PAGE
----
Biological soft tissues are viscoelastic because they display time-independent pseudo-elasticity and time-dependent viscosity. Upon an imposed ramp increase then decrease in strain, the resultant stress changes, termed loading and unloading respectively, produce nonlinear stress-strain curves and a reversible reduction in the stress-strain work area that identifies viscosity. However, there is evidence that bladder may also display plasticity; an increase in strain that is unrecoverable unless work is done by the muscle. In the present study, an electronic lever was used to induce controlled changes in stress and strain to determine whether rabbit detrusor smooth muscle (rDSM) is best described as viscoelastic or viscoelastic-plastic. Using sequential ramp loading and unloading cycles, stress-strain and stiffness-stress analyses revealed that rDSM displayed reversible viscoelasticity, and that the viscous component was responsible for establishing a high stiffness at low stresses that increased only modestly with increasing stress compared to the large increase produced when the viscosity was absent and only pseudo-elasticity governed tissue behavior. The study also revealed that rDSM underwent softening correlating with plastic deformation and creep that was reversed slowly when tissues were incubated in a Ca2+-containing solution. Together, the data support a model of DSM as a viscoelastic-plastic material, and plasticity is by motor protein activation. This model explains the mechanism of intrinsic bladder compliance as "slipping" crossbridges, predicts that wall tension is dependent not only on vesicle pressure and radius but also on actomyosin crossbridge activity, and identifies a novel molecular target for compliance regulation both physiologically and therapeutically.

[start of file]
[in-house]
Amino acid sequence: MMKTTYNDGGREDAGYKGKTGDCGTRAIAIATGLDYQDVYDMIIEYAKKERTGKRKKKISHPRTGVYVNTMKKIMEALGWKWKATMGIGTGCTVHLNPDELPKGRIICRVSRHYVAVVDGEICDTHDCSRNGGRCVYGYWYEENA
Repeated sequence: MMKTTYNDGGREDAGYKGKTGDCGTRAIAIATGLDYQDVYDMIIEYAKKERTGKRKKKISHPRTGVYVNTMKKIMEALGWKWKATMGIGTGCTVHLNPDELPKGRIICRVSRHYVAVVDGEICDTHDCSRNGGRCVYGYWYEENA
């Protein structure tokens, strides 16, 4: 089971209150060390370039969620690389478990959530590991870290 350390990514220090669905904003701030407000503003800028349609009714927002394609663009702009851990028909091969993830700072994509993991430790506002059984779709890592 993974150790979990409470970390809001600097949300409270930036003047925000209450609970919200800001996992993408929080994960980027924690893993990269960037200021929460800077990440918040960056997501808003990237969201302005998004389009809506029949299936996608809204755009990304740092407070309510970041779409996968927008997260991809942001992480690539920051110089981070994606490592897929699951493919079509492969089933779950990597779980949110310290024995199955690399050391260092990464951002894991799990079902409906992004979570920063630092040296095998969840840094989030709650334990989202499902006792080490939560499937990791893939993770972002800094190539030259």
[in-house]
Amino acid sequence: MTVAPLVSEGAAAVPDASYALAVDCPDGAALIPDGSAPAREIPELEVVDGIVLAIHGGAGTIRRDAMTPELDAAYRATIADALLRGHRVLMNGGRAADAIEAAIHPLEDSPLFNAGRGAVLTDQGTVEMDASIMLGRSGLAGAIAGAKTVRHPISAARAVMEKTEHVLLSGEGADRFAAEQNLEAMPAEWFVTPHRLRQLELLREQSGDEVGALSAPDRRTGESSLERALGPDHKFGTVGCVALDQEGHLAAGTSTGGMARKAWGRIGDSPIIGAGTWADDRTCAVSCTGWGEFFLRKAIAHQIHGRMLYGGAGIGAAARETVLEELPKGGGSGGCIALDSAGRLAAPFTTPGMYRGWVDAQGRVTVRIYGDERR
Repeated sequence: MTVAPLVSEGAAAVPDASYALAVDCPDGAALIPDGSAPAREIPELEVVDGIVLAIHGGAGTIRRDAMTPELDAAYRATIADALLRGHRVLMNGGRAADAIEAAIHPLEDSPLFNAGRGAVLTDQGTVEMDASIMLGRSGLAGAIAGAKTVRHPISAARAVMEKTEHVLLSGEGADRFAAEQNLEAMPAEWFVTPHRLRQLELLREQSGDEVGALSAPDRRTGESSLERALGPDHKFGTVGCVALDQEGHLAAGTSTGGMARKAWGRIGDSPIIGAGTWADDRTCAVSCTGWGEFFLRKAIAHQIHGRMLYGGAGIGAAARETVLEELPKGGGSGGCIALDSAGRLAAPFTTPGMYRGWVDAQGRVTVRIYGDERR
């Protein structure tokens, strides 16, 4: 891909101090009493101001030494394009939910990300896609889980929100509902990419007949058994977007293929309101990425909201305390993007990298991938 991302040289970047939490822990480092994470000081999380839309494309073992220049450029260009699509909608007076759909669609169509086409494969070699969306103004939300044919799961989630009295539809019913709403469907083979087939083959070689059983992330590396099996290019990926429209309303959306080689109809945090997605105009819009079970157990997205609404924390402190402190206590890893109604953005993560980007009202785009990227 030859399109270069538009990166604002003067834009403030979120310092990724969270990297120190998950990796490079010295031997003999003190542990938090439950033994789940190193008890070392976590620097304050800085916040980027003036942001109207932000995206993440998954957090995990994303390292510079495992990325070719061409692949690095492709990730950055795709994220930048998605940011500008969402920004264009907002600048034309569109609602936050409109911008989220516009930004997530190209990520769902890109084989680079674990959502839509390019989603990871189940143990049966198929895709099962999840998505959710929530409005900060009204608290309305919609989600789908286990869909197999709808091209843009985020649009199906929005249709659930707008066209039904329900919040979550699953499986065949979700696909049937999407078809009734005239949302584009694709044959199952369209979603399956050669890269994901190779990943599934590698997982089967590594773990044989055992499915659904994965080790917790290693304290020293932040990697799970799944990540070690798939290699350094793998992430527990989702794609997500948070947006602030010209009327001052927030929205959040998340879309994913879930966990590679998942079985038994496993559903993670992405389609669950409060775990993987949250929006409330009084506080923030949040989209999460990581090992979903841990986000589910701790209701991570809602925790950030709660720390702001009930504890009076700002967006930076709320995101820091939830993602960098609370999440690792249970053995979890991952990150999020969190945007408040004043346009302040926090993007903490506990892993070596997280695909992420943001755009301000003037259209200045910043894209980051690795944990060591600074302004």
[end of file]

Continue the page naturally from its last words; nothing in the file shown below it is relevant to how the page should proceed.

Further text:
- Copyright © 2016, American Journal of Physiology-Renal Physiology